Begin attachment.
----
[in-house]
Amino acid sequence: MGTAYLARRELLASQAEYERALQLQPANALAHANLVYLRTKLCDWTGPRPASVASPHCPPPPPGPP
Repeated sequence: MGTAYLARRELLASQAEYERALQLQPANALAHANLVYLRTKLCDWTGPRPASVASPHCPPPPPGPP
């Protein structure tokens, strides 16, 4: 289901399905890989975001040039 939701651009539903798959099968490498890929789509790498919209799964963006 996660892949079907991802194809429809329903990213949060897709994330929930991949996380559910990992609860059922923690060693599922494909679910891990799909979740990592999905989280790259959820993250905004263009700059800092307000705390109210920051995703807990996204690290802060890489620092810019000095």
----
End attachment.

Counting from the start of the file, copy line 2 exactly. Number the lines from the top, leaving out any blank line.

Amino acid sequence: MGTAYLARRELLASQAEYERALQLQPANALAHANLVYLRTKLCDWTGPRPASVASPHCPPPPPGPP